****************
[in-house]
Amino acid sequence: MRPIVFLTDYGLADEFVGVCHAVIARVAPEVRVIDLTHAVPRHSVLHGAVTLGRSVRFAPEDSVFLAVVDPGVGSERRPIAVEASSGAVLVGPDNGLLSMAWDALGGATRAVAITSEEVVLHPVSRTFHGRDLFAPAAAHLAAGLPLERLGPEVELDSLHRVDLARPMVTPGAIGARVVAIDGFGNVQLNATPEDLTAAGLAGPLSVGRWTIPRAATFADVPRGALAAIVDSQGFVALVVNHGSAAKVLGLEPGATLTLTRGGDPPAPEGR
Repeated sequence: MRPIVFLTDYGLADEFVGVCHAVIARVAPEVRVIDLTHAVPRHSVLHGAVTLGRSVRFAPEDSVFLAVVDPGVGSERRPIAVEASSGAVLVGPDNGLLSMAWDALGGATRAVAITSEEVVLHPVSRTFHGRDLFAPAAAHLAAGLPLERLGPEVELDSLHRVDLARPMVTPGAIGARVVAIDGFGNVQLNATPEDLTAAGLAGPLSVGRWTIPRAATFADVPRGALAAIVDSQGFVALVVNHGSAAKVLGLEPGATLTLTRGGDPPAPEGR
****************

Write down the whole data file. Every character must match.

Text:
[in-house]
Amino acid sequence: MRPIVFLTDYGLADEFVGVCHAVIARVAPEVRVIDLTHAVPRHSVLHGAVTLGRSVRFAPEDSVFLAVVDPGVGSERRPIAVEASSGAVLVGPDNGLLSMAWDALGGATRAVAITSEEVVLHPVSRTFHGRDLFAPAAAHLAAGLPLERLGPEVELDSLHRVDLARPMVTPGAIGARVVAIDGFGNVQLNATPEDLTAAGLAGPLSVGRWTIPRAATFADVPRGALAAIVDSQGFVALVVNHGSAAKVLGLEPGATLTLTRGGDPPAPEGR
Repeated sequence: MRPIVFLTDYGLADEFVGVCHAVIARVAPEVRVIDLTHAVPRHSVLHGAVTLGRSVRFAPEDSVFLAVVDPGVGSERRPIAVEASSGAVLVGPDNGLLSMAWDALGGATRAVAITSEEVVLHPVSRTFHGRDLFAPAAAHLAAGLPLERLGPEVELDSLHRVDLARPMVTPGAIGARVVAIDGFGNVQLNATPEDLTAAGLAGPLSVGRWTIPRAATFADVPRGALAAIVDSQGFVALVVNHGSAAKVLGLEPGATLTLTRGGDPPAPEGR